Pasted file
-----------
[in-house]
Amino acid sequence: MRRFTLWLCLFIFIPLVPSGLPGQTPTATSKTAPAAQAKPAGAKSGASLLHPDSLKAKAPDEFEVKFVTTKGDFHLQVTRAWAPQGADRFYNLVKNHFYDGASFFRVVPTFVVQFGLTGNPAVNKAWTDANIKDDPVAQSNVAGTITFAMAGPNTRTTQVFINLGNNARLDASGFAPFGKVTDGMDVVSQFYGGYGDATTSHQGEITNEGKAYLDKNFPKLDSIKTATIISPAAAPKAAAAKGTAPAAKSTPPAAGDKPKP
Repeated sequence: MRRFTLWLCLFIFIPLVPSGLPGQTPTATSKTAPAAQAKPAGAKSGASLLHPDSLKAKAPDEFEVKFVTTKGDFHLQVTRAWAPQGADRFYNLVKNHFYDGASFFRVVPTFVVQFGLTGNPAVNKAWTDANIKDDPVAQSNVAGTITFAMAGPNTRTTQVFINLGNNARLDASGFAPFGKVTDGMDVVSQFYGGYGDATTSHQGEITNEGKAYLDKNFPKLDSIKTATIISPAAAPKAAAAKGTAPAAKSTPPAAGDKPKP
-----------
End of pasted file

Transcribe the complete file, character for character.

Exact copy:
[in-house]
Amino acid sequence: MRRFTLWLCLFIFIPLVPSGLPGQTPTATSKTAPAAQAKPAGAKSGASLLHPDSLKAKAPDEFEVKFVTTKGDFHLQVTRAWAPQGADRFYNLVKNHFYDGASFFRVVPTFVVQFGLTGNPAVNKAWTDANIKDDPVAQSNVAGTITFAMAGPNTRTTQVFINLGNNARLDASGFAPFGKVTDGMDVVSQFYGGYGDATTSHQGEITNEGKAYLDKNFPKLDSIKTATIISPAAAPKAAAAKGTAPAAKSTPPAAGDKPKP
Repeated sequence: MRRFTLWLCLFIFIPLVPSGLPGQTPTATSKTAPAAQAKPAGAKSGASLLHPDSLKAKAPDEFEVKFVTTKGDFHLQVTRAWAPQGADRFYNLVKNHFYDGASFFRVVPTFVVQFGLTGNPAVNKAWTDANIKDDPVAQSNVAGTITFAMAGPNTRTTQVFINLGNNARLDASGFAPFGKVTDGMDVVSQFYGGYGDATTSHQGEITNEGKAYLDKNFPKLDSIKTATIISPAAAPKAAAAKGTAPAAKSTPPAAGDKPKP